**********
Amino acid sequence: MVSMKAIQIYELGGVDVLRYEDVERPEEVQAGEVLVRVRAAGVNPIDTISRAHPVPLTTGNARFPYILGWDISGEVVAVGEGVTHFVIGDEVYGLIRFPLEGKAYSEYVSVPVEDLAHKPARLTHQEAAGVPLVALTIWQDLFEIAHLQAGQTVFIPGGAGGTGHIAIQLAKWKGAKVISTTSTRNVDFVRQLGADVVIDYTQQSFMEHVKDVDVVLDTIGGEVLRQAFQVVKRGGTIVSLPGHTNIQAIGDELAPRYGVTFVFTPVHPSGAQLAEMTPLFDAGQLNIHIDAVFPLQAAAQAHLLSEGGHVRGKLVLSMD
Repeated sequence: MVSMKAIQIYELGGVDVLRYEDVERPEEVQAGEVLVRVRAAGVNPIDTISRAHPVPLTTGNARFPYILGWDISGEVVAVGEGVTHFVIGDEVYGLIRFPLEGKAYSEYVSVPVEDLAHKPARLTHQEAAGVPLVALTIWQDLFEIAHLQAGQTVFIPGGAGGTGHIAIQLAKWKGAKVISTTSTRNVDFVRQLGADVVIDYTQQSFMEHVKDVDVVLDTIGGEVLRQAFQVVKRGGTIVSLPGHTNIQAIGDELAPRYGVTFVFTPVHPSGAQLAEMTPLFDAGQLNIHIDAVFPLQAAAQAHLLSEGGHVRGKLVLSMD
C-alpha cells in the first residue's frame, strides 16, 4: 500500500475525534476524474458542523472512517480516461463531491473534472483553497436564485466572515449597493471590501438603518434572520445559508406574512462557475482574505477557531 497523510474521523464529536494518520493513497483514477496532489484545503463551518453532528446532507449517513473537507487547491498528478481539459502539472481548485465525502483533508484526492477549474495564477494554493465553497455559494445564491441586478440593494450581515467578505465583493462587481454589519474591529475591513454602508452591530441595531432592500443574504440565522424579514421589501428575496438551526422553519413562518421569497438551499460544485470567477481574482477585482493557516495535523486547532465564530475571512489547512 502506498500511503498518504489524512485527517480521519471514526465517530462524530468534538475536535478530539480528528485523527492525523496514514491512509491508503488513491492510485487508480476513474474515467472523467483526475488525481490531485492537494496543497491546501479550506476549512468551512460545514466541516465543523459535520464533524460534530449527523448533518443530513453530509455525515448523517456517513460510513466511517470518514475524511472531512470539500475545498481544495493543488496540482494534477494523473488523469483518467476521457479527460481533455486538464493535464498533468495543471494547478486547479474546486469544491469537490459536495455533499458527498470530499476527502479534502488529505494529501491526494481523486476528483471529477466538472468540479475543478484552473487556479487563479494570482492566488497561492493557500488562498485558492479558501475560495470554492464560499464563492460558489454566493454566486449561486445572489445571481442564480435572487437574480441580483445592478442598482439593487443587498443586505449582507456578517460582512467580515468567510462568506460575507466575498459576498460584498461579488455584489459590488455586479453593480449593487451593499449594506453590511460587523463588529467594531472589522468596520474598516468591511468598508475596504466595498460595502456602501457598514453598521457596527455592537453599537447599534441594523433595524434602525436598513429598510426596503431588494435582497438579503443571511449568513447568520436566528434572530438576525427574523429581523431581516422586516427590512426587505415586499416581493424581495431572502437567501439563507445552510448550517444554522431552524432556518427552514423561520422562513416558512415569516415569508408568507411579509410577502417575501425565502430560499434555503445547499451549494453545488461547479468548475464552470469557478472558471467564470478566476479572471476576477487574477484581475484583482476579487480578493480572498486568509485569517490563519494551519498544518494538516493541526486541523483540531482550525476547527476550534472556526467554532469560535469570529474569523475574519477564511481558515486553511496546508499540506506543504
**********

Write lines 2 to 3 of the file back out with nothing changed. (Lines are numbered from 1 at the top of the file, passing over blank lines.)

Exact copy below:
Repeated sequence: MVSMKAIQIYELGGVDVLRYEDVERPEEVQAGEVLVRVRAAGVNPIDTISRAHPVPLTTGNARFPYILGWDISGEVVAVGEGVTHFVIGDEVYGLIRFPLEGKAYSEYVSVPVEDLAHKPARLTHQEAAGVPLVALTIWQDLFEIAHLQAGQTVFIPGGAGGTGHIAIQLAKWKGAKVISTTSTRNVDFVRQLGADVVIDYTQQSFMEHVKDVDVVLDTIGGEVLRQAFQVVKRGGTIVSLPGHTNIQAIGDELAPRYGVTFVFTPVHPSGAQLAEMTPLFDAGQLNIHIDAVFPLQAAAQAHLLSEGGHVRGKLVLSMD
C-alpha cells in the first residue's frame, strides 16, 4: 500500500475525534476524474458542523472512517480516461463531491473534472483553497436564485466572515449597493471590501438603518434572520445559508406574512462557475482574505477557531 497523510474521523464529536494518520493513497483514477496532489484545503463551518453532528446532507449517513473537507487547491498528478481539459502539472481548485465525502483533508484526492477549474495564477494554493465553497455559494445564491441586478440593494450581515467578505465583493462587481454589519474591529475591513454602508452591530441595531432592500443574504440565522424579514421589501428575496438551526422553519413562518421569497438551499460544485470567477481574482477585482493557516495535523486547532465564530475571512489547512 502506498500511503498518504489524512485527517480521519471514526465517530462524530468534538475536535478530539480528528485523527492525523496514514491512509491508503488513491492510485487508480476513474474515467472523467483526475488525481490531485492537494496543497491546501479550506476549512468551512460545514466541516465543523459535520464533524460534530449527523448533518443530513453530509455525515448523517456517513460510513466511517470518514475524511472531512470539500475545498481544495493543488496540482494534477494523473488523469483518467476521457479527460481533455486538464493535464498533468495543471494547478486547479474546486469544491469537490459536495455533499458527498470530499476527502479534502488529505494529501491526494481523486476528483471529477466538472468540479475543478484552473487556479487563479494570482492566488497561492493557500488562498485558492479558501475560495470554492464560499464563492460558489454566493454566486449561486445572489445571481442564480435572487437574480441580483445592478442598482439593487443587498443586505449582507456578517460582512467580515468567510462568506460575507466575498459576498460584498461579488455584489459590488455586479453593480449593487451593499449594506453590511460587523463588529467594531472589522468596520474598516468591511468598508475596504466595498460595502456602501457598514453598521457596527455592537453599537447599534441594523433595524434602525436598513429598510426596503431588494435582497438579503443571511449568513447568520436566528434572530438576525427574523429581523431581516422586516427590512426587505415586499416581493424581495431572502437567501439563507445552510448550517444554522431552524432556518427552514423561520422562513416558512415569516415569508408568507411579509410577502417575501425565502430560499434555503445547499451549494453545488461547479468548475464552470469557478472558471467564470478566476479572471476576477487574477484581475484583482476579487480578493480572498486568509485569517490563519494551519498544518494538516493541526486541523483540531482550525476547527476550534472556526467554532469560535469570529474569523475574519477564511481558515486553511496546508499540506506543504